Experiment 2: Researchers interviewed autistic participants about pet experiences to understand what real-life applications exist for pet contact (17:34). Atherton lists themes found in the research (18:40) and details several benefits of having pets. Sensory benefits, for example, include the touch of fur and scales, weight of an animal on one’s lap, and the bidirectional calming interaction of petting an animal (19:25). Animals also offer a type of social presence that allows individuals not to be alone, but does not apply pressure to perform or conform (20:31). Further, the speaker shares, pets can offer a solution to masking because there is no judgment as animals accept care and love in whatever form it’s given, which boosts owner confidence and self-esteem (21:08). Pets can also act as a social lubricant, opening connections between family members and the community (22:56). Barriers discovered in the study included economic standing and a personal fear or anxiety that, as an autistic person, one cannot be responsible for taking care of another being (24:37). However, she continues, the responsibility of pet ownership seems to spur a breakthrough in self-confidence and independence as it provides motivation to care for someone else and, therefore, a reason to get up, put the video game down, and ensure employment and housing (26:33).
The presenter reviews the challenges found in these studies (27:43) and provides ideas and solutions for future directions (29:00). For example, if pet ownership is unavailable, volunteerism can allow for animal contact and simultaneously create a connection with a community and job experience (30:54). Atherton suggests ways to start preparing for pet ownership (33:25), including fostering, starting with smaller pets, getting advice from a mentor (32:09), and more. The speaker summarizes the presentation (36:25) before opening the question and answer session (38:06), where she discusses equine therapy (39:04), mental health indicators (41:20), benefits to early childhood development (46:11), hoarding (48:50), the effects of pet ownership on aggressive behavior (55:15), and more.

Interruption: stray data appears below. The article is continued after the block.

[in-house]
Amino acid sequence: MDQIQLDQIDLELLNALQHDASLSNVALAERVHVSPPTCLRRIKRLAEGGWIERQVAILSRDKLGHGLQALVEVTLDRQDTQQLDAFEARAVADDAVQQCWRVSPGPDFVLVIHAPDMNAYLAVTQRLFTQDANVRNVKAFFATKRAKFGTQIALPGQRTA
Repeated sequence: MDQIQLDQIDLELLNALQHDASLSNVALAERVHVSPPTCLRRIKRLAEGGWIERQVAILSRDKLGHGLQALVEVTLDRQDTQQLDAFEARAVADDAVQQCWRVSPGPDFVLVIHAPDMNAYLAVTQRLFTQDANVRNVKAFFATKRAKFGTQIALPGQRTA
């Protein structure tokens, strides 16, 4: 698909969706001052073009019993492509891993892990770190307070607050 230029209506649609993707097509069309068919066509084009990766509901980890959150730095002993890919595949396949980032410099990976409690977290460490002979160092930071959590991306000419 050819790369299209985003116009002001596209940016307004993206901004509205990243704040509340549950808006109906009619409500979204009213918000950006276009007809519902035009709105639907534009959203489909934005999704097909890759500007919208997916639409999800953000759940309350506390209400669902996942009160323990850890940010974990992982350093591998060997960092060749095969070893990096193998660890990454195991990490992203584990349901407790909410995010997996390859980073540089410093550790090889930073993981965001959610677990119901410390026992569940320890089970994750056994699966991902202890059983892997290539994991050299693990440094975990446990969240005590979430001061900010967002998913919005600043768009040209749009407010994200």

About the speaker, Dr. Gray Atherton
Gray Atherton, PhD, has a BSc in Child Development from Vanderbilt University, a Master’s in Counselling from University of Houston, and a Ph.D. in Educational Psychology and Individual Differences from University of Houston. She has previously lectured at University of Houston and the University of Wolverhampton. Prior to entering academia, Gray was a counselor for adolescents with neurodevelopmental conditions. “I am interested in understanding how people with autism spectrum condition see the social world. Specifically, I explore individual differences in social processing and how these differences often found in people with autism also exist in the general population. I also investigate anthropomorphism, or seeing the human in the non-human, and how this relates to social processing in autism. To investigate this I am developing virtual reality techniques that allow for anthropomorphic experiences. My other research interest lies more broadly in embodied social processing. I am particularly interested in how movement can affect the way we see ourselves and our social partners, and how this can be used to understand special populations.”